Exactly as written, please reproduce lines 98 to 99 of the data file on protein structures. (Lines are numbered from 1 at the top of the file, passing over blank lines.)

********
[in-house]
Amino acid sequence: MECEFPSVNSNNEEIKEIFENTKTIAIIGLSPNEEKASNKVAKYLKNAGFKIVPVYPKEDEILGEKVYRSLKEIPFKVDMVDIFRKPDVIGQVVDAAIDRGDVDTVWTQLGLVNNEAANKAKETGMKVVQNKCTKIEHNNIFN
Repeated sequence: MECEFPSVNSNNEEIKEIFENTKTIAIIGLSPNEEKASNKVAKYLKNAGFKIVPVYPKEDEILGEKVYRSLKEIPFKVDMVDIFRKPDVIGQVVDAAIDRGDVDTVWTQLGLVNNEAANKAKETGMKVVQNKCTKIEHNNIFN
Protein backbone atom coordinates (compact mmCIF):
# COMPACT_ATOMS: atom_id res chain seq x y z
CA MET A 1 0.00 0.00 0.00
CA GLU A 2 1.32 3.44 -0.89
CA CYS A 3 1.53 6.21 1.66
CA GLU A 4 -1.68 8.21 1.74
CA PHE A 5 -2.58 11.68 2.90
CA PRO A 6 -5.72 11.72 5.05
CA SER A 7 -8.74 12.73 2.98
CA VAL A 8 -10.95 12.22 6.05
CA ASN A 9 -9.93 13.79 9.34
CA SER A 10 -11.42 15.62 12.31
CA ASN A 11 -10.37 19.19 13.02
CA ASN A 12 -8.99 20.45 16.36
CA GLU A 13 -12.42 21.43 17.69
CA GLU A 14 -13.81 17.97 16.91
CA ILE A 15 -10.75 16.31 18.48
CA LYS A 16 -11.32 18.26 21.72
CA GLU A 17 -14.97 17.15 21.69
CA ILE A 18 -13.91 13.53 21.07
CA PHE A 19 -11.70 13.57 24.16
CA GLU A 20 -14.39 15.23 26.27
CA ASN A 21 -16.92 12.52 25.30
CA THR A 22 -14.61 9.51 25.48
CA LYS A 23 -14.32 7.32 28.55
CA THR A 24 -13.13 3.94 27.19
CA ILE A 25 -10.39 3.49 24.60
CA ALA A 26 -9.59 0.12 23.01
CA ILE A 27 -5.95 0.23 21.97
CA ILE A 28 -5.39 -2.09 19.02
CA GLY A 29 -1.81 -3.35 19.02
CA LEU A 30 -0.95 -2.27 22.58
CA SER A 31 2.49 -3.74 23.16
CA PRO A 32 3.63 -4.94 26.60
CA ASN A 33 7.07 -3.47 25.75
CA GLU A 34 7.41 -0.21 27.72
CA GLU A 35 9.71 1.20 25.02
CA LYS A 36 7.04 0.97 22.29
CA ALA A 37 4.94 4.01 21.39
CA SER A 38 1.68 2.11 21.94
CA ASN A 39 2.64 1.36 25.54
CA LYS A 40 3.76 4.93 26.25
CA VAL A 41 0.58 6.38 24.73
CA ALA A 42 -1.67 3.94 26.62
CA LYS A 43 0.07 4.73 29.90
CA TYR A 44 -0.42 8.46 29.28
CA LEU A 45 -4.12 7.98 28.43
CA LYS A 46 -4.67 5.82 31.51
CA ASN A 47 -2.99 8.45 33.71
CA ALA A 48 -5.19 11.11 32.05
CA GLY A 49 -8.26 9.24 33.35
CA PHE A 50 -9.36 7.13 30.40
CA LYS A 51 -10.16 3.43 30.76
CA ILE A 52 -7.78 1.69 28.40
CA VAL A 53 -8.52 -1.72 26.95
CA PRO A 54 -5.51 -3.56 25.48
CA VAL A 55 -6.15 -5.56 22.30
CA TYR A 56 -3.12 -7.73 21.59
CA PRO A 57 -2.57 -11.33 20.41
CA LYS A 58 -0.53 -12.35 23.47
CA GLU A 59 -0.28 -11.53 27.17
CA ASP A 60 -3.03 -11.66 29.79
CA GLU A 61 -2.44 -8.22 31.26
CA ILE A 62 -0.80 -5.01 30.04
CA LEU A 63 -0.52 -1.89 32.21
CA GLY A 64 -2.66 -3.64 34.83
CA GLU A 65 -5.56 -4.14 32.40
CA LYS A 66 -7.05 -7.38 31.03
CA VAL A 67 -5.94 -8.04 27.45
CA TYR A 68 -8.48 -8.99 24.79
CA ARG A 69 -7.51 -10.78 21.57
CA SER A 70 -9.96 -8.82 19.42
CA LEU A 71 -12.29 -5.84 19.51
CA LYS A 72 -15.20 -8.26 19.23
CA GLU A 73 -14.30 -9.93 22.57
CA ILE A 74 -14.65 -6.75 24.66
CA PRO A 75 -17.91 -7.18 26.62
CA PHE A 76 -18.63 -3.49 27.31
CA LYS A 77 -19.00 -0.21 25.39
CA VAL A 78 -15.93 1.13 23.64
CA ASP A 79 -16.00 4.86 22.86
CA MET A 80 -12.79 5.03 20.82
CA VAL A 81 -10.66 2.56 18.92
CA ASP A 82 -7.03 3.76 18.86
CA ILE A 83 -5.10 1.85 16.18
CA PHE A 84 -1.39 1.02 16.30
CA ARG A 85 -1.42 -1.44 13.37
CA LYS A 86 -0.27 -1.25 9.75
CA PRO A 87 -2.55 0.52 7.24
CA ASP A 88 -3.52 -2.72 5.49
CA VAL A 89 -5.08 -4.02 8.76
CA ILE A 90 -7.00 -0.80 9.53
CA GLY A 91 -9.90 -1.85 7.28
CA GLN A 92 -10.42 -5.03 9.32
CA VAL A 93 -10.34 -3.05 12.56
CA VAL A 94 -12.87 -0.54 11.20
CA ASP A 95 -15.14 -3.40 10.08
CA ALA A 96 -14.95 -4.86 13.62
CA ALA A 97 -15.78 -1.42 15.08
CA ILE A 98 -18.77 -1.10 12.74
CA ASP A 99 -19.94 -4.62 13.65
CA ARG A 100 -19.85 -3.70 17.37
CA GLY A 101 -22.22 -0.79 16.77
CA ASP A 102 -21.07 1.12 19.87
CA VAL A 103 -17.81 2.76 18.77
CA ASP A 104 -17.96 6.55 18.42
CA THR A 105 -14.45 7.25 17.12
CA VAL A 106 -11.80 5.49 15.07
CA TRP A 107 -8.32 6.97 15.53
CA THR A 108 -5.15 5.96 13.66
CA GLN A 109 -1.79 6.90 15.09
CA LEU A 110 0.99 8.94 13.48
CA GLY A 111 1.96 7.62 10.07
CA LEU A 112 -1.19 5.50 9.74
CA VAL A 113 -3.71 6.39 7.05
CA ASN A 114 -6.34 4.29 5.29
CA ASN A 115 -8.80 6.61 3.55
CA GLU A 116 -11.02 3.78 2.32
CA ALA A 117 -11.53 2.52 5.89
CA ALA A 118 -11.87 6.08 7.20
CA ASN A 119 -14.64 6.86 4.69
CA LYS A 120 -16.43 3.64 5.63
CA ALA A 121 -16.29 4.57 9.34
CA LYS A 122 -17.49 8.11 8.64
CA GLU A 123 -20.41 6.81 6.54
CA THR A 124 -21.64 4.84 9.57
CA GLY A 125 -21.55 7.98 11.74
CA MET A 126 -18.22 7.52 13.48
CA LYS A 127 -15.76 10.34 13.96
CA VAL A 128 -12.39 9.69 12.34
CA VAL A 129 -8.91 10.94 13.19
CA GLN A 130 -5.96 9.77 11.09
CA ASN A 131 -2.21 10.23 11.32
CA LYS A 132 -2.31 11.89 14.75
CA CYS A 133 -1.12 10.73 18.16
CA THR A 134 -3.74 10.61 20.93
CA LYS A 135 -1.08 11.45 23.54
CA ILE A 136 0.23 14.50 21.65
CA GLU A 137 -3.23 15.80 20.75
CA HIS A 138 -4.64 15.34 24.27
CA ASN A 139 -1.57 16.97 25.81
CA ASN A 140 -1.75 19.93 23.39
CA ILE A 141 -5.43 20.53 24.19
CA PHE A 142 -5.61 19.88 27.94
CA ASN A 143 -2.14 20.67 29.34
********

CA VAL A 93 -10.34 -3.05 12.56
CA VAL A 94 -12.87 -0.54 11.20